An examination of the aftermath of the 1998 Real IRA bombing that killed 29 people in Omagh, Northern Ireland.

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Cast

Cast overview, first billed only:
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Michèle Forbes ...
Patsy Gallagher (as Michele Forbes)
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Peter Ballance ...
Mark Breslin (as Peter Balance)
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Kathy Kiera Clarke ...
Clare Connor ...
Gerard Crossan ...
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Sarah Gilbert ...
Alan Devlin ...
Frances Quinn ...
Tara Lynne O'Neill ...
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Storyline

15 August 1998: the Real IRA exploded a bomb on a crowded street in Omagh, just into Northern Ireland, to halt the Good Friday accords and peace process; 29 people died. Families formed the Omagh Support Group to press the police in their inquiries. The film focuses on the Gallagher family, who lose their son Aiden. His father, Michael, a mechanic, becomes chair of the support group. The press for answers strains his relationship with his wife. High-ranking police speak in bromides. Shadowy figures offer intelligence that calls into question the integrity before and after the bombing of the Royal Ulster Constabulary and its Special Branch. Will the murders remain unsolved? Written by <jhailey@hotmail.com>

Plot Summary | Add Synopsis

Plot Keywords:

ireland | police | ira | bombing | peace | See All (128) »

Genres:

Drama

Motion Picture Rating (MPAA)

Rated PG-13 for an intense scene of terrorist violence, disturbing images and brief strong language | See all certifications »
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Details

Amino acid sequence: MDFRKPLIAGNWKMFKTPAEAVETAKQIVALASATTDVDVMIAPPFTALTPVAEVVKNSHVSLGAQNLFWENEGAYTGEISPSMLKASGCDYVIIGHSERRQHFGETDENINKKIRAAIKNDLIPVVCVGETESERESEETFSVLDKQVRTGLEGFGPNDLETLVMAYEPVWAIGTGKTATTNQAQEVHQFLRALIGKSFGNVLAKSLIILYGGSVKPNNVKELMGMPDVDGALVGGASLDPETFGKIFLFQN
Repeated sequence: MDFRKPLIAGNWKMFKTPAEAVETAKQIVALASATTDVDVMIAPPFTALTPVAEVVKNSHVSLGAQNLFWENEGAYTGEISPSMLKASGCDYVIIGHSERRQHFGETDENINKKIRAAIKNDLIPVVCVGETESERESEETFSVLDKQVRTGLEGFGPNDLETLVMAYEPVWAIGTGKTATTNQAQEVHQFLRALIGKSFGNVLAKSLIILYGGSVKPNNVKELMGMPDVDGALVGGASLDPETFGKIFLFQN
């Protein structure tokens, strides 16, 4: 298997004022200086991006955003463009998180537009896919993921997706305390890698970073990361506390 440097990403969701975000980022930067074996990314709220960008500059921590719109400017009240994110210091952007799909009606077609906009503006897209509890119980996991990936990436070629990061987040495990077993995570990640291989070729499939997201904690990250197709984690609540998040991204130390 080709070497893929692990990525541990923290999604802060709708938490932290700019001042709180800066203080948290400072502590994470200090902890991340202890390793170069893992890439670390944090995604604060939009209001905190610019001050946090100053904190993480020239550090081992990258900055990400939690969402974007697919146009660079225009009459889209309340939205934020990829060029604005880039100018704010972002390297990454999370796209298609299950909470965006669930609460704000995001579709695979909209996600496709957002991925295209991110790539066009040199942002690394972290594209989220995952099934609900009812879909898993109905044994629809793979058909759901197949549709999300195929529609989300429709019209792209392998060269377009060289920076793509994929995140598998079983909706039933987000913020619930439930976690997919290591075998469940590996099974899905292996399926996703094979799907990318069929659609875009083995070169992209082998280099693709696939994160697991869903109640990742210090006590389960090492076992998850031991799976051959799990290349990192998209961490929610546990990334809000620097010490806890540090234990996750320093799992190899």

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Release Date:

22 May 2004 (Ireland)  »

Also Known As:

Omag  »

Filming Locations:

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Technical Specs

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Aspect Ratio:

1.78 : 1
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Did You Know?

Trivia

The song "Broken Things" which was sung by Julie Miller at the end of the film, was performed at the memorial service for the Omagh bomb victims by local singer Juliet Turner. See more »

Quotes

Michael Gallagher: There's Catholics in this room, and Protestants, and Mormons - Marion's here - and some of us believe in God, and now maybe some of us have no God.
Michael Gallagher: But I can tell you this, we're not going to get anywhere unless we do it together. That's the truth of the matter.
[crowd: Here, here]
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User Reviews

Intense
29 March 2005 | by (United States) – See all my reviews

On August 15, 1998, a car bomb exploded in Omagh, Northern Ireland killing 29 people and injuring some 220 others. It was the single worst incident in Northern Ireland in over 30 years. In 2004 director Pete Travis filmed a movie about the atrocity and the subsequent investigation. It is a relentless, brutal film that never allows the viewer an emotional sigh of fresh air. What strikes me most about the film, now, is not the quality of the film, which is quite good actually, but that I had never before heard of this event.

Admittedly, I am not the most knowledgeable lad when it comes to current events. When I had a television I would catch one of the morning news shows, and maybe a few minutes of CNN or Fox News just before bed. While in the car I tune into NPR, I receive e-mails from the Washington Post and generally spend a few moments checking the various news websites. I'm not obsessive about the news, I try to stay mildly informed, but I certainly don't spend every waking moment turning my thoughts to the state of the world. Yet, here is huge terrorist attack, followed by a scandalous investigation with a potential cover up behind it, and I've never heard a word about it.